Hawai'i Coral Reef Network

Quantitative Underwater Ecological Surveying Techniques

Course Overview

QUEST is a course offered at the University of Hawaii-Hilo campus which focuses on ecological monitoring of coral reefs using SCUBA. The course takes place during the last two weeks of May (May 16-28 in 1998). Students stay at the University of Hawaii at Hilo dorms for 4 days of course work, move to Puako on the South Kohala coast for five days of field work and data collection, and then return to Hilo for four days of data analysis, report writing, and presentations. Students involved in QUEST need to have current University of Hawai'i Scientific Diver authorization valid throughout QUEST. Subject to approval by the University of Hawaii Diving Safety Officer, students holding active diving certification through an AAUS affiliated institution may qualify as UH divers through institutional reciprocity. Scuba tanks and sampling equipment will be provided, but students will need to provide their own basic equipment including: BC, regulator, mask, snorkel, fins, weight belt, compass, wetsuit, booties, and gloves. Students will also need to provide a sleeping bag, sleeping pad and linens for their entire stay during QUEST. An application for the QUEST program is included in this package. QUEST is composed of two different courses, QUEST (Mare 264) and Advanced QUEST (Mare 364).

Basic QUEST (Mare 264):

Students who enroll in QUEST will learn commonly utilized nearshore underwater ecological surveying techniques and then apply them in the field using SCUBA as a research tool. Students will review identification of common Hawaiian reef invertebrates, fishes and seaweeds, and will also learn basic reef mapping techniques and sediment analysis. Lectures will cover basics in experimental design, statistical analysis, spreadsheet design, data reduction and graphic representation. Finally, students will be introduced to a variety of surveying techniques including: visual surveying of fishes, surveying of benthic invertebrates, and video and still photographic surveying of fish and invertebrates. Students will then spend five days in the field utilizing scuba to survey the coral reefs off Puako, Hawai'i during a series of day and night dives. Data will then be reduced, analyzed , and presented in an oral and written report. This class affords students a unique opportunity to learn and apply diving research techniques in a truly beautiful environment.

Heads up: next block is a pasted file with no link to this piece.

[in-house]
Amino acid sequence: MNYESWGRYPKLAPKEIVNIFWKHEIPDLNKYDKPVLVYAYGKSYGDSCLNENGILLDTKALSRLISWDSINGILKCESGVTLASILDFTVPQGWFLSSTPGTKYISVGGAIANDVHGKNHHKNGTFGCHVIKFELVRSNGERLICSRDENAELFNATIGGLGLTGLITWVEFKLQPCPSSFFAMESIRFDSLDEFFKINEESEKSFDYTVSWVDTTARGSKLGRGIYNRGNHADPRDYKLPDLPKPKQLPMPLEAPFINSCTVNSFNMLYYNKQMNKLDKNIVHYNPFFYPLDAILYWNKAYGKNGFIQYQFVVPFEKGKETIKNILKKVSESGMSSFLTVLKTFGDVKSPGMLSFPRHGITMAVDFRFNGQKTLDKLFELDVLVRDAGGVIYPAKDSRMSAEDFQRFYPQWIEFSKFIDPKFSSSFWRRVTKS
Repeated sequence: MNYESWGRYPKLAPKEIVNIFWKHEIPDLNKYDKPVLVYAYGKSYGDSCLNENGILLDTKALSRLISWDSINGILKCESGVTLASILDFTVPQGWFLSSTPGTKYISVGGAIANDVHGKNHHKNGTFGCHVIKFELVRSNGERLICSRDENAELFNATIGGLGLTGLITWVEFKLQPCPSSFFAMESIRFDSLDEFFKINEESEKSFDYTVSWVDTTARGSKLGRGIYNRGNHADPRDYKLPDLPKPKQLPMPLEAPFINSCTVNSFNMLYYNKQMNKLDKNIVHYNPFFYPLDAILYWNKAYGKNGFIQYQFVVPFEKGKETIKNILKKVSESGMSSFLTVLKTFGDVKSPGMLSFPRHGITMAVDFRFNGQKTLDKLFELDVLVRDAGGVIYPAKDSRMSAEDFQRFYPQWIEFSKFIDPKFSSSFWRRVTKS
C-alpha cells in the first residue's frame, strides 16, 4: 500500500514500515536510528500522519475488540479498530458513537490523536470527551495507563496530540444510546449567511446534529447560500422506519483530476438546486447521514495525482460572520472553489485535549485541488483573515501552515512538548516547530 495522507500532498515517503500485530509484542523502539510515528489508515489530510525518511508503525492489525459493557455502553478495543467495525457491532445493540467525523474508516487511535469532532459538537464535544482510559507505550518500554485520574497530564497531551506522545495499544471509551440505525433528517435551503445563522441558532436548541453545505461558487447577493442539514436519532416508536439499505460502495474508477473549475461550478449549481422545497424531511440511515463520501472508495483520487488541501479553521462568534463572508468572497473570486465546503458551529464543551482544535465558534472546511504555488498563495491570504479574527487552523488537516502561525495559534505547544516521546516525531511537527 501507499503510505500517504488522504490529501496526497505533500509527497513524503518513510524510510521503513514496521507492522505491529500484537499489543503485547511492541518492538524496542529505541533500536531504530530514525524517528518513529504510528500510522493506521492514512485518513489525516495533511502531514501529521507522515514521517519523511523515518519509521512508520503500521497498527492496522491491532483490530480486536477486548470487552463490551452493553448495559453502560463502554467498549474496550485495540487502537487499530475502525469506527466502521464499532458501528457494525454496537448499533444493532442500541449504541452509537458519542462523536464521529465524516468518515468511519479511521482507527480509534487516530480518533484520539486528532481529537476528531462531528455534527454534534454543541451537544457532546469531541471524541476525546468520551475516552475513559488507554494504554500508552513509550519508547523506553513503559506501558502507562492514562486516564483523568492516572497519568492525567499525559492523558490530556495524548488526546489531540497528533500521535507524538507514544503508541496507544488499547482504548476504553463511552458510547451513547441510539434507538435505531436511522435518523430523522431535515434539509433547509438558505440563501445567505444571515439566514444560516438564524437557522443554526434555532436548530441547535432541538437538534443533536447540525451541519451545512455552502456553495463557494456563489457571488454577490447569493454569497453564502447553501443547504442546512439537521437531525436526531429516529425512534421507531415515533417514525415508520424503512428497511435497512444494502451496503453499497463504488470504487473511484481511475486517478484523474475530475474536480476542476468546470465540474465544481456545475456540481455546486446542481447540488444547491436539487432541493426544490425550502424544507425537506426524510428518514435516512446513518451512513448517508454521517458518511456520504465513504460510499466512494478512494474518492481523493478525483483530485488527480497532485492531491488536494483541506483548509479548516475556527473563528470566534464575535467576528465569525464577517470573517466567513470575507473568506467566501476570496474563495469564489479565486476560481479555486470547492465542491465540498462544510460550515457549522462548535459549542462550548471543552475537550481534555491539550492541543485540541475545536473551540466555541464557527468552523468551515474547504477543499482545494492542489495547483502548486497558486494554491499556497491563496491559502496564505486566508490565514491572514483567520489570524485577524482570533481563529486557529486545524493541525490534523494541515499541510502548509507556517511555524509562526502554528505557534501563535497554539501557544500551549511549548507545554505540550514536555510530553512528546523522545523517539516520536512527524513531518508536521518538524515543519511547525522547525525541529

Advanced QUEST (Mare 364):

Students who have completed QUEST (Mare 264) with at least a "B" grade may apply for admission to Advanced QUEST (Mare 364). Applicants who are accepted will be assigned as dive team leaders for the basic QUEST course. In this leadership role, Advanced QUEST students will work with the dive master to additionally monitor the safe diving practices of each member of their team. These students will supervise the dive team's collection of data in the field as well as its reduction and analysis and will anchor the team's written and oral presentations. Team leaders will also assist in training students in identification of organisms.

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Last update: 1/25/2005